There are some drawbacks to playing games through technology—losing out on social interactions, lack of empathy, not learning social norms, not fostering connection with people/peers, and lack of physical movement which is key to mental and emotional growth. Each of these drawbacks can have a large impact on the way children handle relationships, academics, emotions, school pressures, and identity as they grow into teenage years. Too much technology can take something helpful and cause harm to the people who use it too often.
Technology is typically loved by children, but is the one area of play that needs to be the most monitored due to the drawbacks in development. Science has shows that our brain is meant for connection with other people, and technology threatens that critical piece of connection that our brain needs to feel complete. Without connection people often fall into anxiety, depression, and isolation. Emotionally people of all ages have this desire to connect but struggle knowing how because it was not fostered fully as a child. Technology can offe r some important cognitive and mental benefits, and now more than ever, it is important to monitor amount of time spent face-to-screen versus amount of time spent face-to-face with either an adult or a peer.
The Play of Social Development—Mental, Emotional, Cognitive, Physical, Social Benefits
As you can see, the social piece of play is the most beneficial as it touches on all different areas of essential development. When children learn to play with others they can benefit from learning social norms, learning to have empathy for others, learning their emotional capacity, getting active physically, learning to play appropriately, learning what is right and wrong, learning how to problem solve, learning how to teach and learn from others, learning their boundaries, learning to communicate, learning to solve conflicts, to list just a few. These are all so essential to recognizing and setting up skills for future situations as they mature and grow older.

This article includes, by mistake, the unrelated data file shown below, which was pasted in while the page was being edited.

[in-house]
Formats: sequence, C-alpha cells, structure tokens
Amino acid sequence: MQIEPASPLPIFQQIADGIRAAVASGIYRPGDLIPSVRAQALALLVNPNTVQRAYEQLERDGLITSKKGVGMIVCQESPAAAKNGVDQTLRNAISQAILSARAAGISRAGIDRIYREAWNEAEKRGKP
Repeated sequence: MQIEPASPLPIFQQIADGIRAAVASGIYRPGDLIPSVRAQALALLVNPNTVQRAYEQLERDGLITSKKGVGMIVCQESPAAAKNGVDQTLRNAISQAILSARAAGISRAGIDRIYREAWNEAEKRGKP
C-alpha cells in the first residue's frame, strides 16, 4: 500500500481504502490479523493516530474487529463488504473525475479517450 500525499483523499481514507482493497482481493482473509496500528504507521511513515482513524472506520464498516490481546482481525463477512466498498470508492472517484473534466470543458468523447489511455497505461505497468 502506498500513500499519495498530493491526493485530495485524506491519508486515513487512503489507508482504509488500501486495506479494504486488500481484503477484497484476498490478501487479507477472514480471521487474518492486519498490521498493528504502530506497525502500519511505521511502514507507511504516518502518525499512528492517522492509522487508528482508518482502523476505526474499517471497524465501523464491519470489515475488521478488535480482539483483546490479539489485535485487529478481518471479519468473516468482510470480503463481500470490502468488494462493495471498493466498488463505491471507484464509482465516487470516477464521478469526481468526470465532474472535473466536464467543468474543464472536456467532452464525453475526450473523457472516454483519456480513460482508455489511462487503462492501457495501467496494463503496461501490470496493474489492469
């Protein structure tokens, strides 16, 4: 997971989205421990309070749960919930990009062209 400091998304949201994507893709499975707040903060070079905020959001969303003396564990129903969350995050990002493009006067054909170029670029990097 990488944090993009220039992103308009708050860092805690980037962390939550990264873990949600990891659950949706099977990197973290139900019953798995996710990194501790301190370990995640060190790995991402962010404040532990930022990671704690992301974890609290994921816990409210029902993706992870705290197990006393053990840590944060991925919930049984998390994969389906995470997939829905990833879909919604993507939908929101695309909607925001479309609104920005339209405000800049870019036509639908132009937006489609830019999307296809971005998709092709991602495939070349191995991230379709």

There are tons of benefits to social play, but some drawbacks can be significant as well. Bullying, constant rejection, and unsafe risks are being taken can cause some very alarming and harmful situations in social development. As parents, it is always important to have an open line of communication with your children at all times, and to constantly teach children through social opportunities how to handle emotions, communication, and appropriate consequences for their/other’s actions.
Is it important to monitor the play of your children with others and give some guidance at times, but it is also very important to allow your children to learn to work through it to help them get familiar with emotions and make choices for themselves. It helps build emotional tolerance as well as resilience in the face of adversity. Parents want to rescue and protect their children from hurt, discomfort, and disappointment—which is totally understandable and commendable, but these are all things that we are bound to face at some point in our life. If we learn to nurture a child who has the ability through social play to learn to face some emotionally hard times parents set their children up for success in the future. Sometimes parents have to step in and help and protect their children. The scary truth is parents will not always be there, once a child hits teenage years they want to start exploring their ability to handle things on their own. If parents give their children the opportunity to learn these things at a young age with the support and love of a parent, they will have the chance to be more successful in their teenage and adult relationships.